The Guebers were numerous here at the end of last century, but they are rapidly disappearing now. The Musulman of Kermán is, according to Khanikoff, an epicurean gentleman, and even in regard to wine, which is strong and plentiful, his divines are liberal. “In other parts of Persia you find the scribblings on the walls of Serais to consist of philosophical axioms, texts from the Koran, or abuse of local authorities. From Kermán to Yezd you find only rhymes in praise of fair ladies or good wine.”

(Pottinger’s Travels; Khanik. Mém. 186 seqq., and Notice, p. 21; Major Smith’s Report; Abbott’s MS. Report in F. O.; Notes by Major O. St. John, R.E.)

NOTE 5. — Parez is famous for its falcons still, and so are the districts of Aktúr and Sirján. Both Mr. Abbott and Major Smith were entertained with hawking by Persian hosts in this neighbourhood. The late Sir O. St. John identifies the bird described as the Sháhín (Falco Peregrinator), one variety of which, the Fársi, is abundant in the higher mountains of S. Persia. It is now little used in that region, the Terlán or goshawk being most valued, but a few are caught and sent for sale to the Arabs of Oman. (J. R. G. S. XXV. 50, 63, and Major St. John’s Notes.)

[“The fine falcons, ‘with red breasts and swift of flight,’ come from Páríz. They are, however, very scarce, two or three only being caught every year. A well-trained Páríz falcon costs from 30 to 50 tomans (12l. to 20l.), as much as a good horse.” (Houtum–Schindler, l.c. p. 491.) Major Sykes, Persia, ch. xxiii., writes: “Marco Polo was evidently a keen sportsman, and his description of the Sháhin, as it is termed, cannot be improved upon.” Major Sykes has a list given him by a Khán of seven hawks of the province, all black and white, except the Sháhin, which has yellow eyes, and is the third in the order of size. — H. C.]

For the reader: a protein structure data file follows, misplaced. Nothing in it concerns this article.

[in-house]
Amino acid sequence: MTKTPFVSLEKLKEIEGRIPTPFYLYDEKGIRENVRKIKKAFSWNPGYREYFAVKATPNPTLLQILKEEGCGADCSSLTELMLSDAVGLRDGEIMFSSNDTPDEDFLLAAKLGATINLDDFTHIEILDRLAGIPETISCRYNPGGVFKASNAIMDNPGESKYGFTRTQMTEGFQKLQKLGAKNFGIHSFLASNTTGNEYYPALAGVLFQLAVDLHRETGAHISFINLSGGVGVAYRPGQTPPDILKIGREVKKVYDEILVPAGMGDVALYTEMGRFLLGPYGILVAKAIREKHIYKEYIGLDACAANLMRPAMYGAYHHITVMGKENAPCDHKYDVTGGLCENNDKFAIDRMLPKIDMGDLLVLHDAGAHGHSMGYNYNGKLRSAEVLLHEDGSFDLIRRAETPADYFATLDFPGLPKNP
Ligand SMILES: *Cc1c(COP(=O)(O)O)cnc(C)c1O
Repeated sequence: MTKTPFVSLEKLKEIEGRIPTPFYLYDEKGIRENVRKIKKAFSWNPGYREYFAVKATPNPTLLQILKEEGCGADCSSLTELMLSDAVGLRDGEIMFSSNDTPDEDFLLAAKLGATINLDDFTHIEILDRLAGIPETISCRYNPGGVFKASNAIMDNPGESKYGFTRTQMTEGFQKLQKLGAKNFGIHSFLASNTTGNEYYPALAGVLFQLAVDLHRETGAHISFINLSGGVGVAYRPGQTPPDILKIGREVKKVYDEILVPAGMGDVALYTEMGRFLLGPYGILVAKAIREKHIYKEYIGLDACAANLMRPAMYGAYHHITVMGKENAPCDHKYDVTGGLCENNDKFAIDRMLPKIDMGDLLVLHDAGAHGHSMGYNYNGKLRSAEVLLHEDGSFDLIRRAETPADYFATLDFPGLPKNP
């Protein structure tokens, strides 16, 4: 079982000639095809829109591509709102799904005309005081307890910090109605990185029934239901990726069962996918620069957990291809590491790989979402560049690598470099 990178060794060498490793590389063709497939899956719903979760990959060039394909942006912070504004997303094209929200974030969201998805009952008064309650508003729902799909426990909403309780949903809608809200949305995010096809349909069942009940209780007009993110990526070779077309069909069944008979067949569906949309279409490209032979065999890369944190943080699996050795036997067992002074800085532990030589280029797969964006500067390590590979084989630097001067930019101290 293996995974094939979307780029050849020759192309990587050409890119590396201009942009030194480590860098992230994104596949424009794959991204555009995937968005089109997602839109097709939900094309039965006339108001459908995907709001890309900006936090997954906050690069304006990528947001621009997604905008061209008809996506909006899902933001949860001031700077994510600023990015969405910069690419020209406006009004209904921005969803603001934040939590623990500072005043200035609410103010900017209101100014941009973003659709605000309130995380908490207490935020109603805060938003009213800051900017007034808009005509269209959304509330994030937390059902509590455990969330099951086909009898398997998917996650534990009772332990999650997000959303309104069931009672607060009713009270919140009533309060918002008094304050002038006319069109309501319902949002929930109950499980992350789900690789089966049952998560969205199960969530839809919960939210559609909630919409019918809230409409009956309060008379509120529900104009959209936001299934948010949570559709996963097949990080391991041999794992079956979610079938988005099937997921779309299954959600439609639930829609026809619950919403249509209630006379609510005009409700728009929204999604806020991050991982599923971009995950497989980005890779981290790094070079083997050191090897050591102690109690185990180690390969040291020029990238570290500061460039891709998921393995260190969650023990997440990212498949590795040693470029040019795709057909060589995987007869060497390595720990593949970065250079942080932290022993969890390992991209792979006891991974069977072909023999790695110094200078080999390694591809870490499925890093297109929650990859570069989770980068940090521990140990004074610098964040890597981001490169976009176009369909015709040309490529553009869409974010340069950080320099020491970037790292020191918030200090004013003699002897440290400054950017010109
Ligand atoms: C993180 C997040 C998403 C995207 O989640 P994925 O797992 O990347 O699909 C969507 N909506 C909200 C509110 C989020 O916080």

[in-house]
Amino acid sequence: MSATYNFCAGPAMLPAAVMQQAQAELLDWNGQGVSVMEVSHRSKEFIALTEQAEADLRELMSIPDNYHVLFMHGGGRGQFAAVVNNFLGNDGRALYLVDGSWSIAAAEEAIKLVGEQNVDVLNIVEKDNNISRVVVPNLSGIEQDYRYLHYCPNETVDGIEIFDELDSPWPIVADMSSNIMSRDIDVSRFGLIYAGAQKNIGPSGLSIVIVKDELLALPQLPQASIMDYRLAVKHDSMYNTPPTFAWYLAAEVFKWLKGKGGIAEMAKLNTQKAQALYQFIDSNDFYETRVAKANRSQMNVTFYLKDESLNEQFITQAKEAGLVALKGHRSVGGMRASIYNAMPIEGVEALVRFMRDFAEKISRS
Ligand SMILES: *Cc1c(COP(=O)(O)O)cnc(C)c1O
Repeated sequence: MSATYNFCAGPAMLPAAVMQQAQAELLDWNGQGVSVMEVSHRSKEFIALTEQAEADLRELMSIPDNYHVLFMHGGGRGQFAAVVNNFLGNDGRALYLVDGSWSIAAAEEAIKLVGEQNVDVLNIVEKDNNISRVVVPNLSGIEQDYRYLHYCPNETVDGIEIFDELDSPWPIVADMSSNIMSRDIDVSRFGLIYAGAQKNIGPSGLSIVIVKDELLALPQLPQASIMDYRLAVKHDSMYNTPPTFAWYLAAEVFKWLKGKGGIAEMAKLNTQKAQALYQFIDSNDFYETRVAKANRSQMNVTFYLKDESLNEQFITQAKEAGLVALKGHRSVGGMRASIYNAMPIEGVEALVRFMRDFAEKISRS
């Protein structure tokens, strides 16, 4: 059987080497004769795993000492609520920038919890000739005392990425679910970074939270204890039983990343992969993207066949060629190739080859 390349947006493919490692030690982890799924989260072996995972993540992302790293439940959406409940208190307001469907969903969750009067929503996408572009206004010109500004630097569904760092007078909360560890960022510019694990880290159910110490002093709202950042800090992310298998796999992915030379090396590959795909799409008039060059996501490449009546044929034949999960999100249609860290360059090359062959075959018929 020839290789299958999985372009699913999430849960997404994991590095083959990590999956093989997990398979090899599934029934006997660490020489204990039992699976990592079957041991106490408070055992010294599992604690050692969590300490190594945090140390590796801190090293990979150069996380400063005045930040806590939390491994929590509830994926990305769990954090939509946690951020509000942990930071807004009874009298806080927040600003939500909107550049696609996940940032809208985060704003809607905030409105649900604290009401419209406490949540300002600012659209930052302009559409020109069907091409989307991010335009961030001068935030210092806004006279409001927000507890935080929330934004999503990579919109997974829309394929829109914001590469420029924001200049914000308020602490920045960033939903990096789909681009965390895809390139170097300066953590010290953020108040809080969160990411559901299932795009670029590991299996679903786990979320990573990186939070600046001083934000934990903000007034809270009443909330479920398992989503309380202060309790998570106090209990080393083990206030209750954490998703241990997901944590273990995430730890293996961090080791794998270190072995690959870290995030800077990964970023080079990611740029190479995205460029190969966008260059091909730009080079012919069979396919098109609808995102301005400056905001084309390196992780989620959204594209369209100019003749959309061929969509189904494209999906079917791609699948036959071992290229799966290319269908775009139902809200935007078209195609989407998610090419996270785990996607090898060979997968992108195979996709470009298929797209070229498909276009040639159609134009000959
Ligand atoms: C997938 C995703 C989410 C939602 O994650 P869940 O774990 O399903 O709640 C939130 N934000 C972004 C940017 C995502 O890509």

NOTE 6. — We defer geographical remarks till the traveller reaches Hormuz.

1 A learned friend objects to Johnson’s Hundwáníy = “Indian Steel,” as too absolute; some word for steel being wanted. Even if it be so, I observe that in three places where Polo uses Ondanique (here, ch. xxi., and ch. xlii.), the phrase is always “steel and ondanique.” This looks as if his mental expression were Púlád-i-Hundwáni, rendered by an idiom like Virgil’s pocula et aurum.

2 Kenrick suggests that the “bright iron” mentioned by Ezekiel among the wares of Tyre (ch. xxvii. 19) can hardly have been anything else than Indian Steel, because named with cassia and calamus.

3 Literally rendered by Mr. Redhouse: “The Indians do well the combining of mixtures of the chemicals with which they (smelt and) cast the soft iron, and it becomes Indian (steel), being referred to India (in this expression).”

4 In Richardson’s Pers. Dict., by Johnson, we have a word Rohan, Rohina (and other forms). “The finest Indian steel, of which the most excellent swords are made; also the swords made of that steel.”

http://ebooks.adelaide.edu.au/p/polo/marco/travels/book1.17.html

Last updated Thursday, March 6, 2014 at 16:24